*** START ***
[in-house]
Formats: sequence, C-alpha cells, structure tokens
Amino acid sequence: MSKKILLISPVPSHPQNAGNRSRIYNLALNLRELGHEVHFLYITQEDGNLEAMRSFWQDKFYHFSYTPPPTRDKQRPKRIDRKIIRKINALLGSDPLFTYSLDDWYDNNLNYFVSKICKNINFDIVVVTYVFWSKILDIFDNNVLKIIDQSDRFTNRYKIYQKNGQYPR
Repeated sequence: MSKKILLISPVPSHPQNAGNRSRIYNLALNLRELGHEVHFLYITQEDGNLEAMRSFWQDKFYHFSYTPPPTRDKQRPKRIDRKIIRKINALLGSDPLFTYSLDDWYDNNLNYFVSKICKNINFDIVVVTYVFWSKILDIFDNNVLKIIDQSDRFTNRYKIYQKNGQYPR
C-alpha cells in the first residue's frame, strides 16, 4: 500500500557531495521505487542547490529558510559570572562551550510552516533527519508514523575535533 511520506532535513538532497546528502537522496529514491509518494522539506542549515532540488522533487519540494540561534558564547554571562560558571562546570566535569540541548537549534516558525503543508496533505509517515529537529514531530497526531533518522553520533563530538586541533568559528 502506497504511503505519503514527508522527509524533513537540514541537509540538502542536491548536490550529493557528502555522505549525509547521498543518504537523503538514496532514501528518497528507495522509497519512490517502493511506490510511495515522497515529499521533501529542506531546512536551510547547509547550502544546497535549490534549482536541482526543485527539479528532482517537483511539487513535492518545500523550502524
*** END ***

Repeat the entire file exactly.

[in-house]
Formats: sequence, C-alpha cells, structure tokens
Amino acid sequence: MSKKILLISPVPSHPQNAGNRSRIYNLALNLRELGHEVHFLYITQEDGNLEAMRSFWQDKFYHFSYTPPPTRDKQRPKRIDRKIIRKINALLGSDPLFTYSLDDWYDNNLNYFVSKICKNINFDIVVVTYVFWSKILDIFDNNVLKIIDQSDRFTNRYKIYQKNGQYPR
Repeated sequence: MSKKILLISPVPSHPQNAGNRSRIYNLALNLRELGHEVHFLYITQEDGNLEAMRSFWQDKFYHFSYTPPPTRDKQRPKRIDRKIIRKINALLGSDPLFTYSLDDWYDNNLNYFVSKICKNINFDIVVVTYVFWSKILDIFDNNVLKIIDQSDRFTNRYKIYQKNGQYPR
C-alpha cells in the first residue's frame, strides 16, 4: 500500500557531495521505487542547490529558510559570572562551550510552516533527519508514523575535533 511520506532535513538532497546528502537522496529514491509518494522539506542549515532540488522533487519540494540561534558564547554571562560558571562546570566535569540541548537549534516558525503543508496533505509517515529537529514531530497526531533518522553520533563530538586541533568559528 502506497504511503505519503514527508522527509524533513537540514541537509540538502542536491548536490550529493557528502555522505549525509547521498543518504537523503538514496532514501528518497528507495522509497519512490517502493511506490510511495515522497515529499521533501529542506531546512536551510547547509547550502544546497535549490534549482536541482526543485527539479528532482517537483511539487513535492518545500523550502524